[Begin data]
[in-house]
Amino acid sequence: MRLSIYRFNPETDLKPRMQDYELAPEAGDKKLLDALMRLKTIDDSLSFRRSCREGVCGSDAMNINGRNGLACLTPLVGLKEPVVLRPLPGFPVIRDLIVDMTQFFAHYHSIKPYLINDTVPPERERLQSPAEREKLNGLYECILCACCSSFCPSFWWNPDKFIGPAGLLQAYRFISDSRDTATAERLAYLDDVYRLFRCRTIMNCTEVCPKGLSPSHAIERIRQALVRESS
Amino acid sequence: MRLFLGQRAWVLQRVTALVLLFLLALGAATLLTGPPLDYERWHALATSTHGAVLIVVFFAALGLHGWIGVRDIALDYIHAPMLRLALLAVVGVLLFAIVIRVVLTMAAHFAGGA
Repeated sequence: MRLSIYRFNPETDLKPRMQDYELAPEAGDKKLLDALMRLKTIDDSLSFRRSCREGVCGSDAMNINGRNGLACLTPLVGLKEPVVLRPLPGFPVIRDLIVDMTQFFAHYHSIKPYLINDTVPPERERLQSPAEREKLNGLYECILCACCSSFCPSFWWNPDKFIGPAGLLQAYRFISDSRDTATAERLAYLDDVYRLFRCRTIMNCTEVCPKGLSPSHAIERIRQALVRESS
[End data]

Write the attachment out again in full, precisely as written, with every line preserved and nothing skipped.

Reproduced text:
[in-house]
Amino acid sequence: MRLSIYRFNPETDLKPRMQDYELAPEAGDKKLLDALMRLKTIDDSLSFRRSCREGVCGSDAMNINGRNGLACLTPLVGLKEPVVLRPLPGFPVIRDLIVDMTQFFAHYHSIKPYLINDTVPPERERLQSPAEREKLNGLYECILCACCSSFCPSFWWNPDKFIGPAGLLQAYRFISDSRDTATAERLAYLDDVYRLFRCRTIMNCTEVCPKGLSPSHAIERIRQALVRESS
Amino acid sequence: MRLFLGQRAWVLQRVTALVLLFLLALGAATLLTGPPLDYERWHALATSTHGAVLIVVFFAALGLHGWIGVRDIALDYIHAPMLRLALLAVVGVLLFAIVIRVVLTMAAHFAGGA
Repeated sequence: MRLSIYRFNPETDLKPRMQDYELAPEAGDKKLLDALMRLKTIDDSLSFRRSCREGVCGSDAMNINGRNGLACLTPLVGLKEPVVLRPLPGFPVIRDLIVDMTQFFAHYHSIKPYLINDTVPPERERLQSPAEREKLNGLYECILCACCSSFCPSFWWNPDKFIGPAGLLQAYRFISDSRDTATAERLAYLDDVYRLFRCRTIMNCTEVCPKGLSPSHAIERIRQALVRESS